Cat on a Hot Tin Roof (1958)

Synopsis:

The dysfunctional family of a wealthy Mississippian, Harvey “Big Daddy” Pollitt (Burl Ives, East of Eden and The Big Country), who may or may not be dying of cancer, gathers together to celebrate the old patriarch’s 65th birthday.

Reaction & Thoughts:

“I feel all the time like a cat on a hot tin roof.”

All transitions from the stage to the big screen are a real challenge. Such adaptations’ effectiveness relies on transforming a piece from a medium based on dialogue to a medium that is primarily visual. This adaptation of Tennessee Williams’s play Cat on the Hot Tin Roof is no exception. Luckily, director-writer Richard Brooks (Elmer Gantry) finds the perfect middle point — he manages to create a film that is visually satisfying yet still remains full of great expository dialogue and powerful performances.

Cat on a Hot Tin Roof is a film with a web of mini-plots that form a compact whole that commands our attention as it unveils a shattering and unforgettable climax. The story unfolds in almost real-time (a long night of bitter revelations and recriminations), yet it is a very exciting movie to watch. You get so involved into the story that you tend to forget that the entire movie takes place in just a few rooms.

Although censors forced director and writer Brooks to delete some key elements from the play, he actually ends up improving the story. By removing some of the more controversial ideas, Brooks puts more focus on the story’s main theme: the impact and consequences of “mendacity.” As these dissipated characters look for answers, only more questions can be found. Their struggle suddenly takes universal resonance, and the fragility of the human condition is completely exposed.

The project was originally designed as a vehicle for actors James Dean (Rebel Without a Cause) and Grace Kelly (The Country Girl), but Dean’s sudden death, and Kelly’s retirement, forced the producers to recast the film. It’s hard to imagine the movie without Paul Newman and Elizabeth Taylor; they are magnificent!

Taylor, who was an emotional basket because of the death of husband, producer Mike Todd (of Around the World in 80 Days fame), is superb. Plus, she is stunningly photographed in color (by William H. Daniels, Ninotchka). Taylor has never looked sexier! You immediately believe that there must be something really wrong with Newman for him not wanting to sleep with Taylor.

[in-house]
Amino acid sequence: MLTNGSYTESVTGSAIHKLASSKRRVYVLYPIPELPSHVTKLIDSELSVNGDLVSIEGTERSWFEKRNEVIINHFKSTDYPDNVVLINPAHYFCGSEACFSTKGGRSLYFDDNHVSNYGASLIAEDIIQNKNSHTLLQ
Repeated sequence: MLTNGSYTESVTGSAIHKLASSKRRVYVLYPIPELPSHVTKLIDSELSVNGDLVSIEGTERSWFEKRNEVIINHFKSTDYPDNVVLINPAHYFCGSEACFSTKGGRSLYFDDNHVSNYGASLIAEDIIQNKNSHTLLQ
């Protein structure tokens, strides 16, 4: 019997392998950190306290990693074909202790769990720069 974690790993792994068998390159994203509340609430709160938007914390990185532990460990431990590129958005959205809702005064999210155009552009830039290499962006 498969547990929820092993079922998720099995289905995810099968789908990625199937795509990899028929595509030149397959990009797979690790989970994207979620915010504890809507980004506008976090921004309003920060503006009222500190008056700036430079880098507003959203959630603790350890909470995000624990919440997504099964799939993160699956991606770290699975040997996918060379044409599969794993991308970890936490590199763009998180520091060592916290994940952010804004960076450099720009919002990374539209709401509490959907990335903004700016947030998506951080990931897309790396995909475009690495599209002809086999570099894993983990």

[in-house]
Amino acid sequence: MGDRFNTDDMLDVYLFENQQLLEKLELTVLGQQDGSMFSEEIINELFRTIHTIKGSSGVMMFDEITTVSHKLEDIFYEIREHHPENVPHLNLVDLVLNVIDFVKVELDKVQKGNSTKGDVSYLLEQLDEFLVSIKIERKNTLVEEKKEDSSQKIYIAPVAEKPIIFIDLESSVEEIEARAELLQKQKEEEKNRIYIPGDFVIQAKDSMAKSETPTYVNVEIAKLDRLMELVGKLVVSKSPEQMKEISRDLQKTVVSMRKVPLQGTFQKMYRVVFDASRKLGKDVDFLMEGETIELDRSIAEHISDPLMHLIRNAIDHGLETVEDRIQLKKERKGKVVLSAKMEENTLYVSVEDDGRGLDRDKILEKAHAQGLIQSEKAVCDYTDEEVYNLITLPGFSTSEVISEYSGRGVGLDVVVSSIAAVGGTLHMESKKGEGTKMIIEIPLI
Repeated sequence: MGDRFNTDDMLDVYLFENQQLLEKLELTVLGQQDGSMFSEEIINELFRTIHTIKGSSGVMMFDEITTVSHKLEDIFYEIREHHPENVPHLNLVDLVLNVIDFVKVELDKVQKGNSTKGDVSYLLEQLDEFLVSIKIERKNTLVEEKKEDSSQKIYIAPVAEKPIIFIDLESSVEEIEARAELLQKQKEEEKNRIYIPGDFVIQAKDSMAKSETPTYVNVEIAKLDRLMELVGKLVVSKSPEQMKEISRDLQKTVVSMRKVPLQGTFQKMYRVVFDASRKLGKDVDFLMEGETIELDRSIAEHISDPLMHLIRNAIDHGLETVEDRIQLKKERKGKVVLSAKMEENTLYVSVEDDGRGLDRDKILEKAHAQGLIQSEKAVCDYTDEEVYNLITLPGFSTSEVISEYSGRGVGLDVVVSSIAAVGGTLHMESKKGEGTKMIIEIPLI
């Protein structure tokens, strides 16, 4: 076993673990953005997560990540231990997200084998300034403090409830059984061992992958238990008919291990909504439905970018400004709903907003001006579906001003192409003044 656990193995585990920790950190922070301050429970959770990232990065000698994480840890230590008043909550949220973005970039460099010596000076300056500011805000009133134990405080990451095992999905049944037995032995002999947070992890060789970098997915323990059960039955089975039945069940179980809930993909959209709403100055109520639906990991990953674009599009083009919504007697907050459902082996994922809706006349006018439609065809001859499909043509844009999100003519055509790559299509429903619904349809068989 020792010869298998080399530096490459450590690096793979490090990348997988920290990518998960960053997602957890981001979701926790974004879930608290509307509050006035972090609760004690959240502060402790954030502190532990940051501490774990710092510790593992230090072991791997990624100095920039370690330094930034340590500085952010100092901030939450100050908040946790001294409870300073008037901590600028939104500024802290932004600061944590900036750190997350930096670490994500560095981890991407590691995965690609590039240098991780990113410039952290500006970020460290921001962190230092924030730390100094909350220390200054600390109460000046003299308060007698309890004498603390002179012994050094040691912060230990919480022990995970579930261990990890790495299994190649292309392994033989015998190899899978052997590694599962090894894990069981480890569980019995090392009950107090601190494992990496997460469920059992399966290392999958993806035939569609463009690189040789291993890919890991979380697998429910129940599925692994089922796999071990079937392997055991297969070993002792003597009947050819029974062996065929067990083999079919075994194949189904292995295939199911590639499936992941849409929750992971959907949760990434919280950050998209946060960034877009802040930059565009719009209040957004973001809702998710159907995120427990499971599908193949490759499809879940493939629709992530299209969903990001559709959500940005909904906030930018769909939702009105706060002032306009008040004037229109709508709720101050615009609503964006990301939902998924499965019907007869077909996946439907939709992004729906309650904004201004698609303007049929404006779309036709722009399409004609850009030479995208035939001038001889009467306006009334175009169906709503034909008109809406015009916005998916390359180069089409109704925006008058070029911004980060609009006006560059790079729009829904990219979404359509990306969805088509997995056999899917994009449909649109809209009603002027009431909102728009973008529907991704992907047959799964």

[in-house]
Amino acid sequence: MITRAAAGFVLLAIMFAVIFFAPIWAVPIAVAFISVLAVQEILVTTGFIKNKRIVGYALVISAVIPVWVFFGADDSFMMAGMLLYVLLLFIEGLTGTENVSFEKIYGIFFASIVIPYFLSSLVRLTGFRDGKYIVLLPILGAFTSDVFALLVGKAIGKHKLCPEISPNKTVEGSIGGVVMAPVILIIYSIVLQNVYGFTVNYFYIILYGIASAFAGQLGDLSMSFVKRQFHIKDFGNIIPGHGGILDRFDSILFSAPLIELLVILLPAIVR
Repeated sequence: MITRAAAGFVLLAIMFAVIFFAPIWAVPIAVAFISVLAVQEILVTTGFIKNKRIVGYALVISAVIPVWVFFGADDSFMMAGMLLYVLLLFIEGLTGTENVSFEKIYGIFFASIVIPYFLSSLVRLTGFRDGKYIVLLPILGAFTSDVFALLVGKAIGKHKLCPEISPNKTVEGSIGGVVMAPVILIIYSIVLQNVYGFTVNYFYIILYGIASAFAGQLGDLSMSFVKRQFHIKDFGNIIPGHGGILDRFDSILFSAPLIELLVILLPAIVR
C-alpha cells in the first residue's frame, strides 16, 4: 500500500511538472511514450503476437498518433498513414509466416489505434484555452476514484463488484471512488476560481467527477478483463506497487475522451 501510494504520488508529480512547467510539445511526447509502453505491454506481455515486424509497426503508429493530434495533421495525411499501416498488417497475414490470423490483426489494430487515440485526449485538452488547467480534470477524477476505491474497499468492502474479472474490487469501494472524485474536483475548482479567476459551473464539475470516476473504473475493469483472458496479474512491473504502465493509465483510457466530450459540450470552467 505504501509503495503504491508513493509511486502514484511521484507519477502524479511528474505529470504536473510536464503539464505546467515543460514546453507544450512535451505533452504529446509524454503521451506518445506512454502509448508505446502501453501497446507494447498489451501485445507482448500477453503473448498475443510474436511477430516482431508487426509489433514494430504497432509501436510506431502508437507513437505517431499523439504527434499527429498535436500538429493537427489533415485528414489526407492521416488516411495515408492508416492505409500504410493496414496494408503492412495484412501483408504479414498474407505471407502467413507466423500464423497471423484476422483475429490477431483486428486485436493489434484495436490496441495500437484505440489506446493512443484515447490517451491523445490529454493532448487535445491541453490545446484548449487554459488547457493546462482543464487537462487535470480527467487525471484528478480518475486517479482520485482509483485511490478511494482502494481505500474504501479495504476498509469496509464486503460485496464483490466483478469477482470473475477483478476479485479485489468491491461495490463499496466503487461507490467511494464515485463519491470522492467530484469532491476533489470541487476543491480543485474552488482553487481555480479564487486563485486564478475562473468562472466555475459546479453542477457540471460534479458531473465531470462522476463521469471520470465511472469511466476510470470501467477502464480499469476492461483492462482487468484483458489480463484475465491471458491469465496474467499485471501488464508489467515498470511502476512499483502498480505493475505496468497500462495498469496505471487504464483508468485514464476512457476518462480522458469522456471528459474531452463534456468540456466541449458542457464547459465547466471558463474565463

As for Newman, Cat on a Hot Tin Roof is the film that made him a movie star. Like Taylor, Newman was nominated for an Oscar. Interestingly, he had replaced James Dean on both Somebody Up There Likes Me (1956) and The Left Handed Gun (1959), so one could say that Dean’s sudden tragedy was Newman’s good fortune. After Cat on a Hot Tin Roof, Newman went from success to success with apparent ease.

Folk-singer-turned-actor Burl Ives is memorable as Big Daddy (he originated the role on Broadway). As a matter of fact, you won’t find one false note in the entire cast. Jack Carson (Mildred Pierce), Madeleine Sherwood (Sweet Bird of Youth) and Dame Judith Anderson (Rebecca) offer strong support as Ives’s firstborn, Sister woman and Big Mama, respectively. The cast also includes Larry Gates (Invasion of the Body Snatchers) as Dr. Baugh and Vaughn Taylor (Psycho) as Deacon Davis.

Conclusions & Final Thoughts:

Cat on a Hot Tin Roof was a big critical and commercial success when it first premiered in theaters in 1958. The film was nominated for eight Oscars, including Best Picture and Best Director. Today, the film looks a bit slow and viewers used to action-oriented movies will find the movie talky. However, I think it is one of Hollywood’s outstanding films. Highly recommended! Color, 108 minutes, Not Rated.

10 responses to “Cat on a Hot Tin Roof (1958)

  1. Eric, this is a goodie! I haven’t watched it in ages. I want to revisit it again. Paul Newman is my hero and I agree, Elizabeth exudes carnal heat better than anyone including Marilyn Monroe. Awesome review.

    Liked by 1 person

  2. Love this film. Both leads seethe with emotion. There’s nothing more erotic in cinema than Taylor’s change of stockings, or the ‘lock the door’ scene at the end. .

    Liked by 1 person

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